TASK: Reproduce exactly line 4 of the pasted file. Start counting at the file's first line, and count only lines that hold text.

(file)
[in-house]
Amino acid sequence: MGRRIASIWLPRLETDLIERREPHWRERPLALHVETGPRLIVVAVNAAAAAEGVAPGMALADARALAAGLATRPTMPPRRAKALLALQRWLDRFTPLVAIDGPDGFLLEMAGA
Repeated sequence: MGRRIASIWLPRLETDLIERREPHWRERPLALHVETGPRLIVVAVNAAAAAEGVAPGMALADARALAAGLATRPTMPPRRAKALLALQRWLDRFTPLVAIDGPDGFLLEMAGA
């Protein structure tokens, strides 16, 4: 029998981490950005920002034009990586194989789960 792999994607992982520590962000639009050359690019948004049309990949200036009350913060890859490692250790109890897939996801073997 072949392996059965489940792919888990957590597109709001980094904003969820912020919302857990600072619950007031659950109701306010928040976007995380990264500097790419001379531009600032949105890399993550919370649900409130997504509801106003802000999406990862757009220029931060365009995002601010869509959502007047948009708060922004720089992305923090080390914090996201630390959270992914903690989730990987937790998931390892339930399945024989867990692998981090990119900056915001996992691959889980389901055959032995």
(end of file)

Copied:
């Protein structure tokens, strides 16, 4: 029998981490950005920002034009990586194989789960 792999994607992982520590962000639009050359690019948004049309990949200036009350913060890859490692250790109890897939996801073997 072949392996059965489940792919888990957590597109709001980094904003969820912020919302857990600072619950007031659950109701306010928040976007995380990264500097790419001379531009600032949105890399993550919370649900409130997504509801106003802000999406990862757009220029931060365009995002601010869509959502007047948009708060922004720089992305923090080390914090996201630390959270992914903690989730990987937790998931390892339930399945024989867990692998981090990119900056915001996992691959889980389901055959032995």